There were huge question marks over the purpose of E3 last year, when Sony’s tentpole showcase failed to meet expectations and the other publishers were unable to pick up the slack. This year has been immeasurably worse: whatever your thoughts on the various press conferences, there’s simply no doubt that this year’s convention has been a washout.
PlayStation didn’t help matters by staying at home, of course. The company could have had a show: Death Stranding, The Last of Us: Part II, Ghost of Tsushima, Marvel’s Iron Man VR, and Call of Duty: Modern Warfare might not have made for a vintage media briefing – but it would have been enough. It decided to wash its hair instead.
Looking at the state of some of the other showcases this past week, perhaps other publishers should have followed its lead. EA gets brownie points for detailing the exact schedule of its livestream in advance, but we genuinely don’t know why it bothers anymore; Bethesda’s starting to give the impression that it only shows up to burn some of Zenimax’s cash.
Ubisoft, to be fair, had Watch Dogs Legion, and even though Microsoft disappointed overall, it just about justified its showcase with a dozen or so decent games. But only really Nintendo had anything of purpose to announce at E3 2019, and you can perhaps attribute that to the fact it’s working on a different timeline to everyone else.
It’d be easy to shrug and say this is just a bad year, but the truth is that the Los Angeles convention has been waning in importance for a while now. What was a behemoth trade show has since opened its doors to the public, and companies have started to realise that they can make announcements on their own time. Rockstar never goes to E3, and it makes the biggest games in the world.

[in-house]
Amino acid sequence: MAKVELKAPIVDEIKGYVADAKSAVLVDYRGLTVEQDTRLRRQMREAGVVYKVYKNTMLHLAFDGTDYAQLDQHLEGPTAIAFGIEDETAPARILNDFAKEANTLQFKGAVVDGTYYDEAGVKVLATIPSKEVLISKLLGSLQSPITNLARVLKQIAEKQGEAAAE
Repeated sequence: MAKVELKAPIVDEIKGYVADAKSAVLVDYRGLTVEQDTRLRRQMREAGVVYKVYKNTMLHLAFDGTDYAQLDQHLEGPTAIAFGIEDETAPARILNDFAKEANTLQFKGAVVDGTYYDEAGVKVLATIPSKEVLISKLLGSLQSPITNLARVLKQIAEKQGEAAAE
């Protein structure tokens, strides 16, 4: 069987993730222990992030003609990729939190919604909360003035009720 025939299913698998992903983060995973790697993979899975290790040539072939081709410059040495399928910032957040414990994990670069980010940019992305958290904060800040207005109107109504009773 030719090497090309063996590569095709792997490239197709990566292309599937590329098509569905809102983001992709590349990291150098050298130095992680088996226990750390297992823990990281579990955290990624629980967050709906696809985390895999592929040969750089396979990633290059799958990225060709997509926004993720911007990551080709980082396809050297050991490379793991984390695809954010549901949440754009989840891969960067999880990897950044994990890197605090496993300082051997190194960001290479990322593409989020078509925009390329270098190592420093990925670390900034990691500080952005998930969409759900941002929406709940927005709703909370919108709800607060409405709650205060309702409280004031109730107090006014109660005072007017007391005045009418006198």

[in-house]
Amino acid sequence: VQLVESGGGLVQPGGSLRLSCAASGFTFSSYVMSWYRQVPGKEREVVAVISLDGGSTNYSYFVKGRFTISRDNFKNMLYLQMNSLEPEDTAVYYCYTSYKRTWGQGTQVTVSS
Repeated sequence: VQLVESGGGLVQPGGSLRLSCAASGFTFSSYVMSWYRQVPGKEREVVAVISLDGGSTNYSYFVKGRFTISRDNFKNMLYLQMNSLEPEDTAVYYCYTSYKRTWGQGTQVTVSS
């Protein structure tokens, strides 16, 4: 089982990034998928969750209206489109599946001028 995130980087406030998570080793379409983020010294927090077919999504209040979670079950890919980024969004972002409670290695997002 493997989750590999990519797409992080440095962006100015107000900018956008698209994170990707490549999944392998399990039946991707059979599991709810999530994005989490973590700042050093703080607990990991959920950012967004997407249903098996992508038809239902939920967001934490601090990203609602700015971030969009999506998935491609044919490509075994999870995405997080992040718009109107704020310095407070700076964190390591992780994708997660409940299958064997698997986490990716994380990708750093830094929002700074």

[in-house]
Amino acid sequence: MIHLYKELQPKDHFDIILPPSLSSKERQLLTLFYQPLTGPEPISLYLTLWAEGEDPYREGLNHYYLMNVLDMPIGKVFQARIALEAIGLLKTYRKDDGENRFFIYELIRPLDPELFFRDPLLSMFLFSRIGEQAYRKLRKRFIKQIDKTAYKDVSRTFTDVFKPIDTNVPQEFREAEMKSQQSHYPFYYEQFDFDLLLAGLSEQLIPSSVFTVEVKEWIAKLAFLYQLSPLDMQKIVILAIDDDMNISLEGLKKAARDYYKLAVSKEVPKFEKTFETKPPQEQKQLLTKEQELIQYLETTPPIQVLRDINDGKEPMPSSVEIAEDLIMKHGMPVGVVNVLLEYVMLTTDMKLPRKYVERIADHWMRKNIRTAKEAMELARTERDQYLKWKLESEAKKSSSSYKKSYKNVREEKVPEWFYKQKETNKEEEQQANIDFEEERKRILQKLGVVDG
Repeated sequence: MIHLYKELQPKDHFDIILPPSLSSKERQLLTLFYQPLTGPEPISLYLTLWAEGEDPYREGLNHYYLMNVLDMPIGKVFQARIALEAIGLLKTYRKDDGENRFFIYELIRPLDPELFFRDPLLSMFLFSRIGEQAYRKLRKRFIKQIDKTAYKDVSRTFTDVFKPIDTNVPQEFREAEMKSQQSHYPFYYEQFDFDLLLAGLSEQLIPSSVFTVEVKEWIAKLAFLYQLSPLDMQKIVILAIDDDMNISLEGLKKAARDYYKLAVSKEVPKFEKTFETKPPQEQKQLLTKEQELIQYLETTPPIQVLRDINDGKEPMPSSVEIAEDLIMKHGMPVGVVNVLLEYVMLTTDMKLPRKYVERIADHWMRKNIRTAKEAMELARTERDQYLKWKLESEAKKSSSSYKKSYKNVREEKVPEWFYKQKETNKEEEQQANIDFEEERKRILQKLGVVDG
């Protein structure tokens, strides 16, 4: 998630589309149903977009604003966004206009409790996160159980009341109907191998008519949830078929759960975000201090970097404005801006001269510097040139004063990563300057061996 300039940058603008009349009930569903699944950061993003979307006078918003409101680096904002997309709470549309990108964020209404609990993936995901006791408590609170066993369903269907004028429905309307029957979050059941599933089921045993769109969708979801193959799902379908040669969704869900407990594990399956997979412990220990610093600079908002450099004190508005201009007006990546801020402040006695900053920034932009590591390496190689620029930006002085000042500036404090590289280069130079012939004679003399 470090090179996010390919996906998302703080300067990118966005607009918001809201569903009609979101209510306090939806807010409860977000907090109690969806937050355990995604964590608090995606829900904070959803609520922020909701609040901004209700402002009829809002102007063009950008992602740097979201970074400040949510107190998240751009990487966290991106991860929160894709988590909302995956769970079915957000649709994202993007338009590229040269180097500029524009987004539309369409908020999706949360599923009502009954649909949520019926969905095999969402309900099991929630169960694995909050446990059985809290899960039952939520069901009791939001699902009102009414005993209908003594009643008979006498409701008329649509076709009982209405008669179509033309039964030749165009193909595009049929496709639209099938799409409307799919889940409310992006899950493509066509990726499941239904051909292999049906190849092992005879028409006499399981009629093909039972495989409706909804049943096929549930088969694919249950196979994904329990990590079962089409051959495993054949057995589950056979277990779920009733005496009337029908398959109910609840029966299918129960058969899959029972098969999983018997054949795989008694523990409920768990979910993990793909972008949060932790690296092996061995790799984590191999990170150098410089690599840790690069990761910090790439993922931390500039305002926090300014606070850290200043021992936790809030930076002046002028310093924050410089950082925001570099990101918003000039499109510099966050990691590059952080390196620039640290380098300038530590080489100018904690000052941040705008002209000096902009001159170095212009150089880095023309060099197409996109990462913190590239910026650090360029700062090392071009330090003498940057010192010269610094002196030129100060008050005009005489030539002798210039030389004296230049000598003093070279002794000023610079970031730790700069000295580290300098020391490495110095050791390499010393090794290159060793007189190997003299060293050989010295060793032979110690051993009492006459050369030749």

Next year could be a watershed moment for the show, because there’s every chance Sony may not return. Yes, it’ll be flaunting the PlayStation 5 at that point, but it’s going to announce the console on its own terms – it’s perfectly capable of putting on a flashy stage show and broadcasting that online. Will it even need to be at E3 2020 when it’ll likely have already blown its load?
We’re obviously not suggesting that the Japanese giant will make or break the convention – we’re sure that the show will continue to live on whether PlayStation makes a comeback or not. And with most publishers holding back their next-gen projects, we’re equally confident that next year will be better for the show overall.
But there are question marks now. Publishers and platform holders don’t have to compete for attention anymore: look at the kind of impact Death Stranding’s release date trailer had prior to the show. E3 may still be the most important date in the gaming calendar, but it’s clinging on to that accolade now, and there’s every chance it could let go.